Also, taking the fact that credentialed workers may be more skilled than non-credentialed workers doesn't mean that signaling theory iis wrong. It simply means that the signals conveyed by credentials tend to be accurate ones. The point of signaling theory is that what is learned during college isn't what is adding value - the value was there when they got into college, not as a result of what they acquired in college. If people with credentials are more skilled in their jobs yet are using skills that they didn't learn in college, that is a classic proof of signaling theory. And, among the bits of evidence that tend to support signaling theory empirically is the evidence that liberal arts graduates, particularly from prestigious colleges, have a higher return to their educational investment than college graduates who earned pre-professional degress (e.g. marketing).

Another recent bit of empirical evidence in support of signaling theory as an alternative to the theory that education itself actually adds value was a study showing that on the job performance by lawyers was better predicted by the best law school to which they were admitted than by the particular law school that they actually attended.

The policy implication of signaling theory is that for a significant subset of college students, we are wasting immense amounts of time and money by having them spend four years getting a college degree (and incurring opportunity costs from not having these smart people in the labor force) that could just as easily be achieved with an application not to a college but to a "smart person certification" credential right out of high school.

Now, clearly, this isn't true of all college students. We are getting lots of value added out of engineering schools where graduates have far more capabilities to perform coming out than they did going in. But, it is very much true in the case, for example, of journalism, where a smart high school graduate isn't particularly more qualified to do the job after four years of college than he or she would have been if a newspaper had been willing to hire him or her right out of high school and that person had four years of on the job experience instead. Similarly, if you are looking a pure skills, why would anyone ever high a college graduate with a major in French or Spanish or Arabic for a language skill related job when one could hire a bilingual native speaker instead?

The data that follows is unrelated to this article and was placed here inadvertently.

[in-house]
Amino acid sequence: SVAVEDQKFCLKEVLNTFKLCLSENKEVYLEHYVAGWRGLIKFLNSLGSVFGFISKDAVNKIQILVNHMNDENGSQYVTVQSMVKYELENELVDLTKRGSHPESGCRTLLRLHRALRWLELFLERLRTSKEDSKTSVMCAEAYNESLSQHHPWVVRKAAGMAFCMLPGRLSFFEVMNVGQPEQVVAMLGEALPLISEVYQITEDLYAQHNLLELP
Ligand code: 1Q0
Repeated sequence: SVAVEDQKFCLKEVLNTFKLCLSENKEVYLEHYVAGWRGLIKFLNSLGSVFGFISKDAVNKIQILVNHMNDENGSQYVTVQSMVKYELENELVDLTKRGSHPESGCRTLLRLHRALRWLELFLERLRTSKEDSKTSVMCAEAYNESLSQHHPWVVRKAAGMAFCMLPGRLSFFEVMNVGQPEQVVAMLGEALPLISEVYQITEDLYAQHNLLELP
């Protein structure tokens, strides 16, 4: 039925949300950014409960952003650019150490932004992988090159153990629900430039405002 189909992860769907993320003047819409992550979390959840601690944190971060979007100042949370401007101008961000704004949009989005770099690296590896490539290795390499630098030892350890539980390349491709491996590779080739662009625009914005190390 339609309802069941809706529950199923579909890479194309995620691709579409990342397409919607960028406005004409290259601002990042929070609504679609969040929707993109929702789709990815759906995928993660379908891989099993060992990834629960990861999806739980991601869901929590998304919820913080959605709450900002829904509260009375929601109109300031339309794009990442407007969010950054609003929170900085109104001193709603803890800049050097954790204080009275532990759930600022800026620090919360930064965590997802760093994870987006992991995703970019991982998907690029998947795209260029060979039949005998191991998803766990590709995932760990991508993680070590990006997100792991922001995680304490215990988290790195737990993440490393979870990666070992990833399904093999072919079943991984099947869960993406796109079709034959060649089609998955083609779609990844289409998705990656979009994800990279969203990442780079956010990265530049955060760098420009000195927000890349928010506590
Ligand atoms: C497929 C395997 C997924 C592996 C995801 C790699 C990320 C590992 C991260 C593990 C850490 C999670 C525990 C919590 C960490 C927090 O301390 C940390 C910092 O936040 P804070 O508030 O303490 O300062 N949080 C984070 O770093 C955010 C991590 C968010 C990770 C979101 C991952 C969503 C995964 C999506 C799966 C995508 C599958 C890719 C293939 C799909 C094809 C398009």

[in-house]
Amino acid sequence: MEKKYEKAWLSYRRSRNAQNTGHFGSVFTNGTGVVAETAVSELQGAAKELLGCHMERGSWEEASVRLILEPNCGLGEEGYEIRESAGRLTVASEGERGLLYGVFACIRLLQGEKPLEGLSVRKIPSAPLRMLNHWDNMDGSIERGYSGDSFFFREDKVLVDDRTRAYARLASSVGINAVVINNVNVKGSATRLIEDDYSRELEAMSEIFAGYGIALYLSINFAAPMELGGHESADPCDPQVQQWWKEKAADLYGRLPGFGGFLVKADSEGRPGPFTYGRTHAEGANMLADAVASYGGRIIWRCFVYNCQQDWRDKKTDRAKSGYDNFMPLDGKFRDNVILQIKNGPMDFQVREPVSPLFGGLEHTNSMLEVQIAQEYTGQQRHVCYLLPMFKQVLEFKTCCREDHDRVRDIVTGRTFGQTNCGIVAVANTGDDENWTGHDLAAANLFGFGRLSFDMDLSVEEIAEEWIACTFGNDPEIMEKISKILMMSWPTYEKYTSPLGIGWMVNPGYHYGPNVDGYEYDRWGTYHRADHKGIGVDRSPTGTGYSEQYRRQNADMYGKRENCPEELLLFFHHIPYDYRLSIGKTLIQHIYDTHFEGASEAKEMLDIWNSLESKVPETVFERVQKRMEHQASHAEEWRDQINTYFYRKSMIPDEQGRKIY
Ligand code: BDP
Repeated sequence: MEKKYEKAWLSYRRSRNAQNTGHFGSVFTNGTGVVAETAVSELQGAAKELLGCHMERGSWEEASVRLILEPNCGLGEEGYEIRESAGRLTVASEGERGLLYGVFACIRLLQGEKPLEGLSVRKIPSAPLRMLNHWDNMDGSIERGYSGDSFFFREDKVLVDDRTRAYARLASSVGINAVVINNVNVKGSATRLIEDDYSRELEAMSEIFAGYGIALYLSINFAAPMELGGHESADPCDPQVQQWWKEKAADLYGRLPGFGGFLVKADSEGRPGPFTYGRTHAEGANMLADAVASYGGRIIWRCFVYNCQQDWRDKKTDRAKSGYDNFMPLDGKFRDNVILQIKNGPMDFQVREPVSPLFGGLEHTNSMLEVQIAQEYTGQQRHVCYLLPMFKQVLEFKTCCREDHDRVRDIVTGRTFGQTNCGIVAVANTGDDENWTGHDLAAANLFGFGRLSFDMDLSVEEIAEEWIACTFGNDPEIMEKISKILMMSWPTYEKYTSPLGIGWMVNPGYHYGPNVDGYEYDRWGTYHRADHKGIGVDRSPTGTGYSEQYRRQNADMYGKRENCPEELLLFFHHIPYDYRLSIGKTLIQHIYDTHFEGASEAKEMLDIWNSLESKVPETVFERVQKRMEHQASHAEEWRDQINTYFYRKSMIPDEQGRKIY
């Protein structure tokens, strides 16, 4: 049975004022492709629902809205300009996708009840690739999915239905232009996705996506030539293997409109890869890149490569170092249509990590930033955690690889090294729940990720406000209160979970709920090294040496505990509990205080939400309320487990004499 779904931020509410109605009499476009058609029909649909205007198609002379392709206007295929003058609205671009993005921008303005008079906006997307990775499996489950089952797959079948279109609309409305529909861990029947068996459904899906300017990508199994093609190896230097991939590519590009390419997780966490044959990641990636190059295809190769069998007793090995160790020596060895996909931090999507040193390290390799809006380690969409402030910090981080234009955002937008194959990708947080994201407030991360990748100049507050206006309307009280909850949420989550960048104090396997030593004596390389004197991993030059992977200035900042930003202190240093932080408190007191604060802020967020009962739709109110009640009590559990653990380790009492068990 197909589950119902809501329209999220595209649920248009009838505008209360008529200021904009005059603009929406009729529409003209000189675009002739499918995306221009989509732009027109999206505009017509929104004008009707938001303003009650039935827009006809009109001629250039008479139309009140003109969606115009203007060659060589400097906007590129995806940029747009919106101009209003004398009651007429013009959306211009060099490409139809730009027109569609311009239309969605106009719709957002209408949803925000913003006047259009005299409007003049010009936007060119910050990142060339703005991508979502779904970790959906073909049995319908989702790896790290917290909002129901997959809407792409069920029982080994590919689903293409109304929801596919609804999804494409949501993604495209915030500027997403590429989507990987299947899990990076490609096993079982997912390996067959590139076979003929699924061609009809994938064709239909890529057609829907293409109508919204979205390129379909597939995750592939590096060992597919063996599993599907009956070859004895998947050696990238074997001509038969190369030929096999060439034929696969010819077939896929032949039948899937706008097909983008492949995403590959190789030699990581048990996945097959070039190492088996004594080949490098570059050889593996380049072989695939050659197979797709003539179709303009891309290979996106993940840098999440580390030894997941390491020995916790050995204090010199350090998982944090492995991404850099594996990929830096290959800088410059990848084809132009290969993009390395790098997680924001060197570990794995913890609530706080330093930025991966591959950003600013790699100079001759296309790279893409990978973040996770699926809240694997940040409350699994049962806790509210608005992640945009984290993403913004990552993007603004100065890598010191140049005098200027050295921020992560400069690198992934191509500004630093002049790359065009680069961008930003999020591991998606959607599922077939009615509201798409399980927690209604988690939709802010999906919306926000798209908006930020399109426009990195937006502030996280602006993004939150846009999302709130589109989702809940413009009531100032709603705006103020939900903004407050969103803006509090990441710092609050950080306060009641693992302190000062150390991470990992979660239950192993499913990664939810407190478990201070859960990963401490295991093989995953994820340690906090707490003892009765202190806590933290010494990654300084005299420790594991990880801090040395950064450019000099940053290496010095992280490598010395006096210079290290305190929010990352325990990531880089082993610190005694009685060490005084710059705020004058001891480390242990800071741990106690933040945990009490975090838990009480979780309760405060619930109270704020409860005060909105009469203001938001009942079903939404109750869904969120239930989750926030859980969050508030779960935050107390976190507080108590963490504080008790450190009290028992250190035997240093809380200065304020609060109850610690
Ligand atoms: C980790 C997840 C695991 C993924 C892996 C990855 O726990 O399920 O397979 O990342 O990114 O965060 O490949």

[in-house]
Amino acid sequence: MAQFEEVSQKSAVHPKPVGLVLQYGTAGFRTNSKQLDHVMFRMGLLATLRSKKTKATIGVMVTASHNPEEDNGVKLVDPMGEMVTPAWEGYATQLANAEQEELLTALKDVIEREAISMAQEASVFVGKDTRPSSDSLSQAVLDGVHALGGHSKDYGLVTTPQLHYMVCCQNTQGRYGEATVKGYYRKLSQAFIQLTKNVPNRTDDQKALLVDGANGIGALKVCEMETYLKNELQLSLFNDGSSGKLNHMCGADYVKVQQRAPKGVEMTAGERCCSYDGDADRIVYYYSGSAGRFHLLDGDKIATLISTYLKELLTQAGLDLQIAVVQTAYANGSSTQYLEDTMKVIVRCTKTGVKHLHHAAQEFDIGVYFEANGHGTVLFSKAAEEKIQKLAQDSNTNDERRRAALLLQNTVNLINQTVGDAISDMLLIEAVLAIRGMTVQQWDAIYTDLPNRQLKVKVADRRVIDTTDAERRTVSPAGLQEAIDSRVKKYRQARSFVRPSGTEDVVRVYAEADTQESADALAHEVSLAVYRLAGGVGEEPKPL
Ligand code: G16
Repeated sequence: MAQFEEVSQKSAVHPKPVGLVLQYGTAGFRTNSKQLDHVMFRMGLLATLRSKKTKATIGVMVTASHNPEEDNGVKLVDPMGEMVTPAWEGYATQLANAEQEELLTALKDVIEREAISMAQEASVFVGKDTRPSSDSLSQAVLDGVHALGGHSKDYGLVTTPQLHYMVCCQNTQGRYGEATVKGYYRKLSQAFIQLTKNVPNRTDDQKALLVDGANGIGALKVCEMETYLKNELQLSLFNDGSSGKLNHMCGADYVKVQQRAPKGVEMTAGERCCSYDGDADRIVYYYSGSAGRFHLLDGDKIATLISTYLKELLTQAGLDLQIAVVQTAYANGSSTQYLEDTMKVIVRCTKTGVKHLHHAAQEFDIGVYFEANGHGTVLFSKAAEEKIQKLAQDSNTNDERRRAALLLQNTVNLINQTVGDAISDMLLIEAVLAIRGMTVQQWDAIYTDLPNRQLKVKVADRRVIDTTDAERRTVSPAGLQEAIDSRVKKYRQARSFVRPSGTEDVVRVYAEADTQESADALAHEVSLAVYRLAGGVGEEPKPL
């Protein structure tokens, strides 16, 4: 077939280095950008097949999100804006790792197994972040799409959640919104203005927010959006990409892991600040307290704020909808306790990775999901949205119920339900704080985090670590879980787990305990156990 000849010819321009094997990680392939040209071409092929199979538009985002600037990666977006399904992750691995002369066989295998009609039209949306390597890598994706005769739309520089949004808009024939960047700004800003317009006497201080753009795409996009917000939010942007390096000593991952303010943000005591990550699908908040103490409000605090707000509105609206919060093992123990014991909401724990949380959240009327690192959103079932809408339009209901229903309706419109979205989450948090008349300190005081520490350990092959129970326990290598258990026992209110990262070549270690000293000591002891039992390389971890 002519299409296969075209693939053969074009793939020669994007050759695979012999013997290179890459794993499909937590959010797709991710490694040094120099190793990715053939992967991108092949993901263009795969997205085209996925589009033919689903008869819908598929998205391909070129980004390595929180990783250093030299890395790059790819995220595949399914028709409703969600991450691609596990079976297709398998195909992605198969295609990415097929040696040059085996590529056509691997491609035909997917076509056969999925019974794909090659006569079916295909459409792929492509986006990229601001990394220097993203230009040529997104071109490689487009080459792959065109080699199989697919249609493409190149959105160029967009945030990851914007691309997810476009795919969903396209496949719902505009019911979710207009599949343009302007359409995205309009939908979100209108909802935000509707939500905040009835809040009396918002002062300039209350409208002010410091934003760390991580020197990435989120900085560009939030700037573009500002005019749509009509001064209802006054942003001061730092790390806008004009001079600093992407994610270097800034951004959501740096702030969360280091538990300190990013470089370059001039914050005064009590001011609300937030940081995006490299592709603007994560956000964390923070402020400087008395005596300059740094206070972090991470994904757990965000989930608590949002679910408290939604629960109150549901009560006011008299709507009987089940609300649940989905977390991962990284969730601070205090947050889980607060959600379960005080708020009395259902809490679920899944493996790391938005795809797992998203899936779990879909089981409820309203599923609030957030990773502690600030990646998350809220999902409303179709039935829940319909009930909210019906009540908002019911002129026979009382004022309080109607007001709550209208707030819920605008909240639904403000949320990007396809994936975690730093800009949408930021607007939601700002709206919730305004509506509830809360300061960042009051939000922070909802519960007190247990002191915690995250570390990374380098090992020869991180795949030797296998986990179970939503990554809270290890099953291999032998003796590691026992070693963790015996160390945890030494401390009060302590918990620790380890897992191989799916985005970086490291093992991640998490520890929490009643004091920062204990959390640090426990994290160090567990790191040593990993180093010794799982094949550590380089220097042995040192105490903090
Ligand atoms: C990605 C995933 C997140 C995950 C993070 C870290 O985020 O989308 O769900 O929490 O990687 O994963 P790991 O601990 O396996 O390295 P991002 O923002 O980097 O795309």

Given these premises, the optimal situation for signaling cost is for jobs that require a considerable on the job training investment before one can determine if a candidate's probable MP (e.g. associate attorneys in big law firms with specialized practices, or medical specialists), but once that training cost is incurred it is pretty easy to identify low MP individuals and weed them out. Excluding clearly unskilled people with a high credential bar is an inexpensive way to limit wasted training cost risks, and the commitment is short enough that a more in depth analysis isn't economically valuable.

In addition to the wasted time, money and opportunity costs, a down side of signaling theory is that attaining credentials necessarily bars entry to lots of people who don't get the credential due to a lack of financial means, but have the ability to do so. While this lost opportunity cost may be an economically rational sacrifice for individual employers, it is bad for the macroeconomy because it prevents the society from utilizing as much as possible of our human capital resources, destablizes the society because highly skilled outsiders won't have the same stake in the status quo, and is just plain unfair and inconsistent with our national ideals. The economic barriers to attaining credientials is well demonstrated empirically (even controlling for academic ability, see, e.g., the Intel Semi-Finalist who this month found out she won the award while she was in a homeless shelter), but if signaling via expensive credientials can be replaced by signaling via inexpensive credentials, then we can get equity without spending as much money subsidizing higher education.

“Another recent bit of empirical evidence in support of signaling theory as an alternative to the theory that education itself actually adds value was a study showing that on the job performance by lawyers was better predicted by the best law school to which they were admitted than by the particular law school that they actually attended.”

Do you (or does anyone) have a link to that study, or a title or author? I’m interested.

"Another recent bit of empirical evidence in support of signaling theory as an alternative to the theory that education itself actually adds value was a study showing that on the job performance by lawyers was better predicted by the best law school to which they were admitted than by the particular law school that they actually attended."

Do you (or does anyone) have a link to that study, or a title or author? I'm interested.